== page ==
I was going over a long list of possible topics to blog about when I jumped on Twitter to procrastinate and saw the above tweets in my timeline. Evidently, I was missing the latest installment of CNNâ€™s Black in America series.
Iâ€™m not too sorry about this, as I donâ€™t remember anything profound coming from the series since its inaugural edition and Iâ€™m accustomed to being out of the loop since I donâ€™t have cable. But Evette Dionneâ€™s tweets jumped out at me because of some conversations I had last week that drifted to black peopleâ€™s expectations of themselves.
Weâ€™re often quick to assume the products, practices, principles, etc. of black people are inferior to those of other races. Church starts late because we run on â€œCP Time.â€ (BTW, I learned in the multicultural mecca that was Washington University that everyone of color has this term for people of their race or nationality. Thereâ€™s Korean time, Puerto Rican Time, Diwali Time, Israeli Time. The Germans are allegedly the only punctual people on earth.) A caterer arrives with cold food and black people donâ€™t know how to run their businesses. One lawmaker mishandles some funds, and itâ€™s, â€œBlack folk just wonâ€™t do right.â€
Even rational, intelligent, people, who are themselves amazing and who should know better make this generalization. A friend and I have discovered that in the online dating world, the sites with the most black people on them are considered the â€œghettoâ€ (or ratchet, or hood, or whatever the term might be now) sites, the places where, â€œShawty what cho name iz?â€ will inevitably follow an electronic wink. If thatâ€™s not how you like to be approached, you trade up to where the white people wink.
But thatâ€™s the consideration even when thereâ€™s no evidence. I once shared with some women at a party that I had been on a dating site thatâ€™s specifically for black people. â€œOh, thatâ€™s the ghetto one,â€ one said, and the rest immediately were convinced. I wish Iâ€™d had the thought then to ask her how she knew it was ghetto when she had never tried online dating before; none of the women had. The site being ghetto wasnâ€™t my experience, and the person who suggested the site to me is as far from hood as I could imagine any black woman being. Yet one rumor of the ghettoness of a site specifically for black people was enough to convince them to never try that one, even if they werenâ€™t married by 26. Ah, kids.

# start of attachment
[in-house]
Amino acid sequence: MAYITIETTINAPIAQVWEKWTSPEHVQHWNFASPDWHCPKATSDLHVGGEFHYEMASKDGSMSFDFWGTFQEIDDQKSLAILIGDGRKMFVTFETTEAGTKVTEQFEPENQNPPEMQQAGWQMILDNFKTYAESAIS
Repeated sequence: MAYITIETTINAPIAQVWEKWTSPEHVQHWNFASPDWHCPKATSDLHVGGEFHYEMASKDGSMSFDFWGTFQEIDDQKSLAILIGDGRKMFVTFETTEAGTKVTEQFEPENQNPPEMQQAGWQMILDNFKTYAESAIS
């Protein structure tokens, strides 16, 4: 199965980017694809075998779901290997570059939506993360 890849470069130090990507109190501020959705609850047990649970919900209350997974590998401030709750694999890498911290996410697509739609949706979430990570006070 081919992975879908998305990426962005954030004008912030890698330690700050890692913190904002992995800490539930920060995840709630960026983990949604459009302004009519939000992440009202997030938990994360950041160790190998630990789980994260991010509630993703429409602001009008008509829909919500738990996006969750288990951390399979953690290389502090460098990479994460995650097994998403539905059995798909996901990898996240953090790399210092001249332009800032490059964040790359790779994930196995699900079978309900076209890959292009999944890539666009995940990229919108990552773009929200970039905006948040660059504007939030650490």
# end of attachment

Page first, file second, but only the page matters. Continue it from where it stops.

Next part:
My friend acknowledged heâ€™s gotten some, â€œShawty what it do,â€ greetings and wondered if people on the â€œghettoâ€ sites approaching you in BeyoncÃ©-speak do so because they think they have to, because thatâ€™s the ghetto site, so they should be ghetto. If you wrote descriptions and sent greetings in Standard English, would other black people think youâ€™re a snob orâ€”gasp!â€”not black enough? Would they banish you to a site where they think youâ€™d fit in more? And what if you find you donâ€™t assimilate well enough in those places?
I donâ€™t yet have an answer for Evetteâ€™s question, â€œHow will I promote agency, the construction of identity and the notion of black as beautiful in my black babies?â€Â I gathered from Twitter that the opening segment of Black in America was about how Black Americans use exterior traits to identify someone as black and then embrace or reject that personâ€™s color and features. Evidently, some are convinced a dark exterior is ugly. But there are also some who are convinced the ugliness is inside and spread throughout most of us of darker hues. That inner beauty identity is something we all have to learn to promote.